Chip Lam Seng Berhad V R1 International Pte Ltd

  

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MALAYSIA

 

IN THE HIGH COURT IN KUALA LUMPUR (APPELLATE AND SPECIAL POWERS DIVISION) ORIGINATING SUMMONS NO. R3-24-30-2009

 

In the matter of Order 7 and Order 28 Rules of the High Court 1980

 

And

 

In the matter of Section 42 and Section 50 Arbitration Act 2005 And

 

In the matter of Section 56(1) and Section 56(3) Contract Act

 

And

 

In the matter of Arbitration Award No 1/2009 pertaining to dispute between R1 International Pte Ltd and Chip Lam Seng Berhad in respect of contract No. 209907 dated 19/09/08

 

Between

 

CHIP LAM SENG BERHAD

 

(Company No: 22805-A) … APPLICANT

 

And

 

R1 INTERNATIONAL PTE LTD … RESPONDENT

 

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BEFORE THE HONOURABLE JUDGE

 

Y.A. DR. HAJI HAMID SULTAN BIN ABU BACKER

 

IN CHAMBERS

 

JUDGMENT

 

This is my judgment in respect of the applicant’s originating summons requesting a reference on question of law in accordance with section 42 of the Arbitration Act 2005 [AA 2005].

 

1. In the instant case the arbitration award was dated 21.04.2009. However the present application was only made on 05.06.2009 i.e. more than 42 days after the arbitration award. Section 42(2) AA 2005 makes it clear that any reference must be made within 42 days. The said section 42(2) AA 2005 reads as follows:

 

A reference shall be filed within forty-two days of the publication and receipt of the award, and shall identify the question of law to be determined and state the grounds on which the reference is sought.

 

2. It is clear that the present application prima facie is in breach of the

 

mandatory provision of the Act. In addition the applicant had filed this

 

application without seeking leave of court or at least seeking leave in the

 

present application. In addition I will say that as a general rule courts are

 

reluctant to condone delay unless exceptional circumstance warrants it to

 

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do so. In Majlis Peguam & Anor v Tan Sri Dato ’ Mohamed Yusoff Mohamed [1997] 3 CLJ 332, the Supreme Court had this to say:

 

“Generally, statutory provisions in respect of time are always mandatory and obligatory unless an express power to enlarge or abridge time is given to the court therein. ”

 

3. In the instant case there appears to be no express provision for the applicant under section 42 of AA 2005 to make an application after lapse of 42 days and in consequence the application must be dismissed in limine. However there is a dispute as to when the award was received. And the applicant says the application was within time. Notwithstanding the dispute as to delay, even on merit, the applicant’s application cannot be entertained. My reasons inter alia are as follows:-

 

(a) The applicant’s complaint is based on the fact that the arbitral tribunal in making the award has failed to consider and/or apply Section 56(1) Contracts Act 1950, which states that:-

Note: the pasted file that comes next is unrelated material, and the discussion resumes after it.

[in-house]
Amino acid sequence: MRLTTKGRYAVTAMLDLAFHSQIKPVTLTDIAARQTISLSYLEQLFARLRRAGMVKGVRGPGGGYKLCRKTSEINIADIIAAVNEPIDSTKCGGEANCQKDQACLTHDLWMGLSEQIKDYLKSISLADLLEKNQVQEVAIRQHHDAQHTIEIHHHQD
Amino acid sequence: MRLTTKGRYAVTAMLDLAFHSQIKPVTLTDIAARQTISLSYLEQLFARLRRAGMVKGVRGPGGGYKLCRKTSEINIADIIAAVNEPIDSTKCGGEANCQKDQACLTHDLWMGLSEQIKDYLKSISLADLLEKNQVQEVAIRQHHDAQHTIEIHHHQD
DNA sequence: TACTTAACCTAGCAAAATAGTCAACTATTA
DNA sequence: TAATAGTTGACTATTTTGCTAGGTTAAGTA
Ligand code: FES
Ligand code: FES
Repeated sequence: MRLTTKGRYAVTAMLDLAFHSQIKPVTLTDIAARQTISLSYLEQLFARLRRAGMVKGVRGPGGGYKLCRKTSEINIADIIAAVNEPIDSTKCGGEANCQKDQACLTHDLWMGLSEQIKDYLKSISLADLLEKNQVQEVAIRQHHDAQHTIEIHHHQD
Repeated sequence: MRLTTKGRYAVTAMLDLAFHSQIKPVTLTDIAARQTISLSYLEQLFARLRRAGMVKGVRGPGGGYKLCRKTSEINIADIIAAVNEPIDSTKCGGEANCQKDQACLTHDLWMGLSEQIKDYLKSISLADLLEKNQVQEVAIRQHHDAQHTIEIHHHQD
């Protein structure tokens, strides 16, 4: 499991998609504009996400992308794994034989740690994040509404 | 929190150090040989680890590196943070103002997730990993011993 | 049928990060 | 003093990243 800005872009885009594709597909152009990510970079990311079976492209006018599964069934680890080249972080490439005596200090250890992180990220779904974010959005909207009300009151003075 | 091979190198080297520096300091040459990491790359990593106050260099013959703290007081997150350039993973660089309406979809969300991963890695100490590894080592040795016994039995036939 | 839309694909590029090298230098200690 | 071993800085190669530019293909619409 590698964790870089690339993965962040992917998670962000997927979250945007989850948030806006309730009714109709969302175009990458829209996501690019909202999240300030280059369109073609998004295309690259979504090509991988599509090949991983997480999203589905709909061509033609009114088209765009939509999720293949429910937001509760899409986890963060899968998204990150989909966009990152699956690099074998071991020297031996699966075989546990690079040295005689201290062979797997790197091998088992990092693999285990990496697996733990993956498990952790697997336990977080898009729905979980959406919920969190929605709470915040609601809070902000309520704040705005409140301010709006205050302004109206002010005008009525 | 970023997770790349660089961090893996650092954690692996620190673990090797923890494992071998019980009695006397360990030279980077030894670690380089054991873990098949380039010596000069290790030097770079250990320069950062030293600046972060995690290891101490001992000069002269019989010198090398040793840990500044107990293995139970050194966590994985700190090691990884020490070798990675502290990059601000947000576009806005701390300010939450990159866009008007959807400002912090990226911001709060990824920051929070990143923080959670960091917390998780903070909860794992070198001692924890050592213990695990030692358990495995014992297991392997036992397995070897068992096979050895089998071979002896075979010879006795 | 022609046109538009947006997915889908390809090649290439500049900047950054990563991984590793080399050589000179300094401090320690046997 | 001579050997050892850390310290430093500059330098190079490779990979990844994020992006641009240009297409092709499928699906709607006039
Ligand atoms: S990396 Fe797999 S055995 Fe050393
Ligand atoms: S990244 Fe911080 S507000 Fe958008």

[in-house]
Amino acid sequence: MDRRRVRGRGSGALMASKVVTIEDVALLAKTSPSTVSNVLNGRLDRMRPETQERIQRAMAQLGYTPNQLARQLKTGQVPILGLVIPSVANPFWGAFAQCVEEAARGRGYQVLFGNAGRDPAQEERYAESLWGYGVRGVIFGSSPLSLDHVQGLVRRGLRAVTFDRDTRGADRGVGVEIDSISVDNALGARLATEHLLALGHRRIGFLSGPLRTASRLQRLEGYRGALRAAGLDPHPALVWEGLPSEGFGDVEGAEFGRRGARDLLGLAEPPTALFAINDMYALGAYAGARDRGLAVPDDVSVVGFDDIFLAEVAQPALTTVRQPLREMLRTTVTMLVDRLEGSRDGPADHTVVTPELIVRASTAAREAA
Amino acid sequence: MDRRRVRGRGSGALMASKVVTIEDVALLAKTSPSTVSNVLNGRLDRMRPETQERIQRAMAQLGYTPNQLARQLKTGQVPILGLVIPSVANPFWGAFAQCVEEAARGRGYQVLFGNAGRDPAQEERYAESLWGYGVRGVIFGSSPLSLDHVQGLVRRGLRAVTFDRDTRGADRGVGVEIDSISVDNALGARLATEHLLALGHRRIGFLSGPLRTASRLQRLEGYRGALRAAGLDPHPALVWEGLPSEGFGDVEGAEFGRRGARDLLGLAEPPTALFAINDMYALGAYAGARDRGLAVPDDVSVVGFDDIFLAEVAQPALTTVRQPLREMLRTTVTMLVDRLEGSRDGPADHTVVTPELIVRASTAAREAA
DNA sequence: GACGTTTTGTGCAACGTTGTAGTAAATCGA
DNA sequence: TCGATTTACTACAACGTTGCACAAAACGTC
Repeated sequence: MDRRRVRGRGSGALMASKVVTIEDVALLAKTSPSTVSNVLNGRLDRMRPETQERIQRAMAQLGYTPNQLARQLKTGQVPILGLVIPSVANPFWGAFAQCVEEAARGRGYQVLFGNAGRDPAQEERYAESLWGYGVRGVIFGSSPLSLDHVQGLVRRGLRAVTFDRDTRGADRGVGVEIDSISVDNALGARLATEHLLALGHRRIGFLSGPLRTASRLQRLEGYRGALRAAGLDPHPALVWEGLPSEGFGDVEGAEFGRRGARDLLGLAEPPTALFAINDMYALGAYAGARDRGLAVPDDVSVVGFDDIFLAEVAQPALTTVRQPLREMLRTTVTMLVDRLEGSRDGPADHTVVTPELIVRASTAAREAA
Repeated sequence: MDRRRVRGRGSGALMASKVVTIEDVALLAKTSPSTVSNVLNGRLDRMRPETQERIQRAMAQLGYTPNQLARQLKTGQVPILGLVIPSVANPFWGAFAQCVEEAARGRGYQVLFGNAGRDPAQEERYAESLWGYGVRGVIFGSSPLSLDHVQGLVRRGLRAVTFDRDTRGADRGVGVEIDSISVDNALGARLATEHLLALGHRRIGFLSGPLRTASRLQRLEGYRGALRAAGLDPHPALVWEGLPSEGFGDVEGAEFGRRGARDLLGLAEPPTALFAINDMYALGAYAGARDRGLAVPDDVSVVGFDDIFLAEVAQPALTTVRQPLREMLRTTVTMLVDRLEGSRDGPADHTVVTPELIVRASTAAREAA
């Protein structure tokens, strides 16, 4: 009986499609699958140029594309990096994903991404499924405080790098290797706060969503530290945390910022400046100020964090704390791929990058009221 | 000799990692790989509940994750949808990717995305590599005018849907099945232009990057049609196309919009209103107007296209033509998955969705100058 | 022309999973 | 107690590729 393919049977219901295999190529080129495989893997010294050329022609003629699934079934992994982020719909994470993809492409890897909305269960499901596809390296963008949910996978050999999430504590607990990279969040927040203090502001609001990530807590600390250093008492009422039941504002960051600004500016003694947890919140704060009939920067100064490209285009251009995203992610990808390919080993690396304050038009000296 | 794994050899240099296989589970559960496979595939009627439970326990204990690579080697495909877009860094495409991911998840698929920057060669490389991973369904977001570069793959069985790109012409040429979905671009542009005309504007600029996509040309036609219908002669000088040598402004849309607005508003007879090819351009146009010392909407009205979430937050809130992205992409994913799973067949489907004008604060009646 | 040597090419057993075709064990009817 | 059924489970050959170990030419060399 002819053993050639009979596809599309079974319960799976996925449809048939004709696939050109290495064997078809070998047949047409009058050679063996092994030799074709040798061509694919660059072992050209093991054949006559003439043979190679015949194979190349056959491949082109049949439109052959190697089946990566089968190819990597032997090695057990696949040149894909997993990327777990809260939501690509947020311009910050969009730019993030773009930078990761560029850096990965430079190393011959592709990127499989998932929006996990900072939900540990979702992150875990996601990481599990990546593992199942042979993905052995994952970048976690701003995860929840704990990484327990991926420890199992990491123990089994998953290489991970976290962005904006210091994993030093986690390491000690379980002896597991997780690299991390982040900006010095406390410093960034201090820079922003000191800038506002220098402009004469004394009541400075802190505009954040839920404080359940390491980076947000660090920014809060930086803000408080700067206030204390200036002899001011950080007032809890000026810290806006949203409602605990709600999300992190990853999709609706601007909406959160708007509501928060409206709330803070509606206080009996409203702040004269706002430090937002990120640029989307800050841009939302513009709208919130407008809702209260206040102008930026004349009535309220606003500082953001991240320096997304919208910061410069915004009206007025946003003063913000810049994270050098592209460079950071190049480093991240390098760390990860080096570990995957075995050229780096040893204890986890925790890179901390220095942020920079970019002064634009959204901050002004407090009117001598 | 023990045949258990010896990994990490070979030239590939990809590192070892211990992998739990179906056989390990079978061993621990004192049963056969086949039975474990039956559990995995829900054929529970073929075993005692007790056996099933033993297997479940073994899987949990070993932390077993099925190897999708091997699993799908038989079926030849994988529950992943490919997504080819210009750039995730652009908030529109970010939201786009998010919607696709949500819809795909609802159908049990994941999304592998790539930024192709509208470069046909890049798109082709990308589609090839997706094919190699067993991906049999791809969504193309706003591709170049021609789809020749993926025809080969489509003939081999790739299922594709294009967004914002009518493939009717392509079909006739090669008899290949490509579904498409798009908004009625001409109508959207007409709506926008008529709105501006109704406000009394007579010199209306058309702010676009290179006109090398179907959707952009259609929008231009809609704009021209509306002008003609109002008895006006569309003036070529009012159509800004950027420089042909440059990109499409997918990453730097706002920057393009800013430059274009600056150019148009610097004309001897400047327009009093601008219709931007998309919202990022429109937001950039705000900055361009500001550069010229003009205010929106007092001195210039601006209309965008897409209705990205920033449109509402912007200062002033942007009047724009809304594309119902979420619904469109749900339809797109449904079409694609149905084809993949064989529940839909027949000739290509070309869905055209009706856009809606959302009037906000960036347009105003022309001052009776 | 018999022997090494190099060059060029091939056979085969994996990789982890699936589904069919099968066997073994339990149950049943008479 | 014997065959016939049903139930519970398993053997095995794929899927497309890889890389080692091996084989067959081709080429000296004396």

When a party to a contract promises to do a certain thing at or before a specified time, or certain things at or before specified times, and fails to do any such thing at or before the specified time, the contract, or so much of it as has not been performed, becomes voidable at the option of the promisee, if the intention of the parties was that time should be of the essence of the contract.

 

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In my view it is a misconceived argument as it is clear that the arbitration proceeded not only pursuant to the ordinary laws inclusive of the Contract Act but also in accordance to the provisions stated in the Malaysian Rubber Exchange Rules and Byelaws. In consequence, Contract Act cannot be read in isolation.

 

(b) In addition, the arbitrators had in the award considered the issues complained of by the applicant in broad terms and that part of the award as per appendix 1 reads as follows:-

 

“(2) that the claimant had failed to fulfill its contractual obligation for not making the shipment within the contractual month and for not informing the buyer timely to seek for alternative solution when it was evident that the cargo could not be shipped in time ”

 

(3) that the respondent cannot unilaterally cancel a contract that was mutually entered into without any warning notice and without making effort to resolve the dispute or seek alternative settlement in accordance to the provisions in the MRE Rules and Byelaws; the Arbitral Tribunal considered it necessary to stride a balance between technicality and trade practice, particularly in-house trading precedents for this case, especially in face of a volatile market situation when the dispute occurred”

 

(4) therefore, both parties are equally responsible to this resultant dispute and must bear responsibility and cost equally”

 

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(c) It is trite that the court will not ordinarily interfere with the decision of an arbitrator made pursuant to AA 2005 unless it is a case of patent injustice which the law permits the court in clear terms to interfere. I have dealt with this area of jurisprudence in detail in the case of Taman Bandar Baru Masai Sdn Bhd v Dindings Corporation Sdn Bhd [2009] 1 LNS 842. I do not wish to repeat the same.

 

4. For reasons stated above, I dismiss the application with costs. The applicant to pay the respondent costs in the sum of RM10,000.00.

 

I hereby order so.

 

(Y.A. DR. HAJI HAMID SULTAN BIN ABU BACKER)

 

Judge

 

High Court (Commercial Division)

 

KUALA LUMPUR

 

Date: 19th January 2010

 

For the Applicant: Shariful Bahrin Bin Halim; M/s Amir, Lim &

 

Partners

 

For the Respondent: Andrew Heng; M/s Zain Megat & Murad

 

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